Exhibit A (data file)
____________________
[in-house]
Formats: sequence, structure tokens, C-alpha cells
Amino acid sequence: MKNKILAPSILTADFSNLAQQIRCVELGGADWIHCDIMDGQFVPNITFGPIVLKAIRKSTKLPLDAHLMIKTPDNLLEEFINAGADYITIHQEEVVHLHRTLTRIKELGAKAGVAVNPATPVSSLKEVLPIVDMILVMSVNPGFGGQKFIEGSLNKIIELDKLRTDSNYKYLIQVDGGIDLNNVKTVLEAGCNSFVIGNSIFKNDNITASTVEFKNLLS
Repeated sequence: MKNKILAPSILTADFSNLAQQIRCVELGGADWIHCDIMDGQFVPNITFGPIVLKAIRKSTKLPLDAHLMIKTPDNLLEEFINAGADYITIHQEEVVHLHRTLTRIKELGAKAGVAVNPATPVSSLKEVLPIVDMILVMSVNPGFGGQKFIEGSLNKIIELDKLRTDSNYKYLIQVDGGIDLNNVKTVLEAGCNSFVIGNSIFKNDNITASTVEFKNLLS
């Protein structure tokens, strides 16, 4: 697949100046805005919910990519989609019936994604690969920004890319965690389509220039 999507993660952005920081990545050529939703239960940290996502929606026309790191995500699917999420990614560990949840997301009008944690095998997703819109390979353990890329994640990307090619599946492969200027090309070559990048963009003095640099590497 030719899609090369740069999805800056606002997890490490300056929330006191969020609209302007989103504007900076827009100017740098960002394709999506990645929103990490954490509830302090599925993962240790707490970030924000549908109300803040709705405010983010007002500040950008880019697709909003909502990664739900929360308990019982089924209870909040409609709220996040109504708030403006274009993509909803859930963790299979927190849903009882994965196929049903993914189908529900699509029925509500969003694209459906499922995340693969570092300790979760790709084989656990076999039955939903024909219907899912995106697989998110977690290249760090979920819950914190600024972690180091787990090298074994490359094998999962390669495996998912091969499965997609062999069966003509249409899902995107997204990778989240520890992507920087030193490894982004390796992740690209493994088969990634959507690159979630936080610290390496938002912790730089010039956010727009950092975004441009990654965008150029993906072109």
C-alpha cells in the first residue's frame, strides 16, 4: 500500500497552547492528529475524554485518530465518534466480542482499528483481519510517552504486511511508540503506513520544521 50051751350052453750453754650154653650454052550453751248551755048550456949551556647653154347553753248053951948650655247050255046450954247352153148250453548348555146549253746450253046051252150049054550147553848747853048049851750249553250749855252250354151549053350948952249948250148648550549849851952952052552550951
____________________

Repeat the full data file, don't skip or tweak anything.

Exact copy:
[in-house]
Formats: sequence, structure tokens, C-alpha cells
Amino acid sequence: MKNKILAPSILTADFSNLAQQIRCVELGGADWIHCDIMDGQFVPNITFGPIVLKAIRKSTKLPLDAHLMIKTPDNLLEEFINAGADYITIHQEEVVHLHRTLTRIKELGAKAGVAVNPATPVSSLKEVLPIVDMILVMSVNPGFGGQKFIEGSLNKIIELDKLRTDSNYKYLIQVDGGIDLNNVKTVLEAGCNSFVIGNSIFKNDNITASTVEFKNLLS
Repeated sequence: MKNKILAPSILTADFSNLAQQIRCVELGGADWIHCDIMDGQFVPNITFGPIVLKAIRKSTKLPLDAHLMIKTPDNLLEEFINAGADYITIHQEEVVHLHRTLTRIKELGAKAGVAVNPATPVSSLKEVLPIVDMILVMSVNPGFGGQKFIEGSLNKIIELDKLRTDSNYKYLIQVDGGIDLNNVKTVLEAGCNSFVIGNSIFKNDNITASTVEFKNLLS
């Protein structure tokens, strides 16, 4: 697949100046805005919910990519989609019936994604690969920004890319965690389509220039 999507993660952005920081990545050529939703239960940290996502929606026309790191995500699917999420990614560990949840997301009008944690095998997703819109390979353990890329994640990307090619599946492969200027090309070559990048963009003095640099590497 030719899609090369740069999805800056606002997890490490300056929330006191969020609209302007989103504007900076827009100017740098960002394709999506990645929103990490954490509830302090599925993962240790707490970030924000549908109300803040709705405010983010007002500040950008880019697709909003909502990664739900929360308990019982089924209870909040409609709220996040109504708030403006274009993509909803859930963790299979927190849903009882994965196929049903993914189908529900699509029925509500969003694209459906499922995340693969570092300790979760790709084989656990076999039955939903024909219907899912995106697989998110977690290249760090979920819950914190600024972690180091787990090298074994490359094998999962390669495996998912091969499965997609062999069966003509249409899902995107997204990778989240520890992507920087030193490894982004390796992740690209493994088969990634959507690159979630936080610290390496938002912790730089010039956010727009950092975004441009990654965008150029993906072109």
C-alpha cells in the first residue's frame, strides 16, 4: 500500500497552547492528529475524554485518530465518534466480542482499528483481519510517552504486511511508540503506513520544521 50051751350052453750453754650154653650454052550453751248551755048550456949551556647653154347553753248053951948650655247050255046450954247352153148250453548348555146549253746450253046051252150049054550147553848747853048049851750249553250749855252250354151549053350948952249948250148648550549849851952952052552550951